Faculty and Grad Student News
Dr. Cato T. Laurencin, the Albert and Wilda Van Dusen Chair in Academic Medicine, Distinguished Professor of Orthopaedic Surgery and a professor of Chemical, Materials & Biomolecular Engineering, blogs that on its first anniversary, the Food & Drug Administration’s Office of Minority Health – which he had advocated strongly for during his term on the National Science Board – invited him to speak on ways in which race, culture and ethnicity should be considered in adopting regulatory policies and actions. He delivered his talk as part of the first “FDA Commissioner Health Disparities Lectureship.”
Dr. Ashish Mhadeshwar, an assistant professor in the Chemical, Materials & Biomolecular Engineering Department, has received an American Chemical Society Petroleum Research Fund grant of $100,000 in support of his research program. Dr. Mhadeshwar’s research primarily focuses on computational design of next-generation materials using scale-bridging computations and experiments.
Dr. Richard Parnas, professor of Chemical, Materials & Biomolecular Engineering, was awarded a three-year Chinese government grant, in collaboration with Sichuan University, to teach a course on reaction engineering to junior level chemical engineers and developing a research program on reactive distillation. A major aim of the collaboration is to develop an exchange program with Sichuan University for undergraduate students to build upon the Memorandum of Understanding signed by the two universities last year.
The Electrical & Computer Engineering Department recently honored two graduate students with spring 2012 Outstanding Teaching Assistant Awards. The recipients were Kimberly Kaltenecker, who served as an instructor in Dr. Eric Donkor’s Optical Engineering Laboratory, and Matthew Tarca, who taught in Dr. Sung Yeul Park’s Power Electronics course. Kimberly (B.S. Electrical Engineering, North Carolina State) balances her academic life with participation as a trumpeter in UConn’s Marching Band. She seeks out undergraduate engineering students to assist them achieving the same school/life balance that she has mastered. Matthew (B.S. Electrical Engineering, UConn ’09) is involved in research involving system level topologies for smart grid and micro grids, and fuel cell power systems for portable applications.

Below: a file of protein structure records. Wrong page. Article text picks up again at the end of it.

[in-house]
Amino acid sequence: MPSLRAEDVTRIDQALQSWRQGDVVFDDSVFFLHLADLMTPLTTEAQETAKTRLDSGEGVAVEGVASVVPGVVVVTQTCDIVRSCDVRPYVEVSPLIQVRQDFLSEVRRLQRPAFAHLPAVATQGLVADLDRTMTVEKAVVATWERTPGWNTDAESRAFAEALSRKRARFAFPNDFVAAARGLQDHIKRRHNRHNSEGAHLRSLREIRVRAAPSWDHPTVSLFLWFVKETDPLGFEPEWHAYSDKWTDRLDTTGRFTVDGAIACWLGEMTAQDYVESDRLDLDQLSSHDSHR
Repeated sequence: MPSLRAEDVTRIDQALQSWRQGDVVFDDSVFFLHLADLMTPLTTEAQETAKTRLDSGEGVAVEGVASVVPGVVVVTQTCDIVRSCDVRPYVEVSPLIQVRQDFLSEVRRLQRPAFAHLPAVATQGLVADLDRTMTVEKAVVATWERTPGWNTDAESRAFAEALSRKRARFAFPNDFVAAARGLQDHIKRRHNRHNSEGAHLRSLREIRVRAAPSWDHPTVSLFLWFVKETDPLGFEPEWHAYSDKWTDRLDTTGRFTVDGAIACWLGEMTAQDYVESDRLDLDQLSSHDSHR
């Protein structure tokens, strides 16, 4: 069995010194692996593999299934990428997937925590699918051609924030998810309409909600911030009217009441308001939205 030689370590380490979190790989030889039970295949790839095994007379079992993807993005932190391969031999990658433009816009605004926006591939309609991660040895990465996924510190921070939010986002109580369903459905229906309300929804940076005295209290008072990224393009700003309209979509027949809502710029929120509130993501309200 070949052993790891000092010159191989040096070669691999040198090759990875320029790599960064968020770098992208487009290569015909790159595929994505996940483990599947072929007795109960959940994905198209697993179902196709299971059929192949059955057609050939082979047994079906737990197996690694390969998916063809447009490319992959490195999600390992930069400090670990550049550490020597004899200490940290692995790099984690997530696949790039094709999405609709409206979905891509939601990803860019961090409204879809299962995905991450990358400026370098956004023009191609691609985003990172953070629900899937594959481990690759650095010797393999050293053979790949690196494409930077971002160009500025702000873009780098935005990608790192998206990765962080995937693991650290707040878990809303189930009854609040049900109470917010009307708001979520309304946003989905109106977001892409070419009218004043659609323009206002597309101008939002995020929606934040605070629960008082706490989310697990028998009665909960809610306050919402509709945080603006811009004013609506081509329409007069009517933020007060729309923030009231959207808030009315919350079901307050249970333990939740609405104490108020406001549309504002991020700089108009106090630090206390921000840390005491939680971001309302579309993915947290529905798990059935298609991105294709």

Some major grants awarded recently to engineering faculty include the following:
Dr. Mun Choi (School of Engineering) – Northeast Louis Stokes Alliance for Minority Participation (LSAMP) Senior Alliance, National Science Foundation/EHR/University of Massachusetts, $330,001, 9/11-8/16
Dr. Shalabh Gupta (Electrical & Computer Engineering) – Prognostic and Health Management of Hamilton Systems in Boeing 787, United Technologies-Hamilton Sundstrand, $100,000, 1/12-12/12
Dr. Hanchen Huang (Mechanical Engineering) – Nuclear Fellowship Program Applied Research in Radiation Damage and Mitigation, Nuclear Regulatory Commission (NRC)/University of Hartford, $185,772, 4/12-5/15
Dr. Horea Ilies (Mechanical Engineering) – Medial Zones: Foundations and Engineering Applications, National Science Foundation, $375,000, 9/12-8/15
Dr. Lanbo Liu (Civil & Environmental Engineering) – University of Connecticut – USGS Cooperative Agreement: Cooperative Hydrogeophysics and Water-Resources Research, DOI/US Geological Survey, $218,027, 6/12-5/17
Dr. Jeffrey McCutcheon (Chemical, Materials & Biomolecular Engineering) – Polymeric Membranes for Emerging Separation Processes, Solvay Specialty Polymers, $102,679, 1/12-4/13
Dr. Peter Willett (Electrical & Computer Engineering) – Data Reduction and Fusion for Remote Diagnostics, NASA/National Aeronautics & Space Administration/Qualtech Systems Inc., $180,000, 12/09-8/11
Dr. Peng Zhang (Center for Clean Energy Engineering) – Evaluation of Selective Hardening Options, Northeast Utilities, $147,012, 3/12-10/12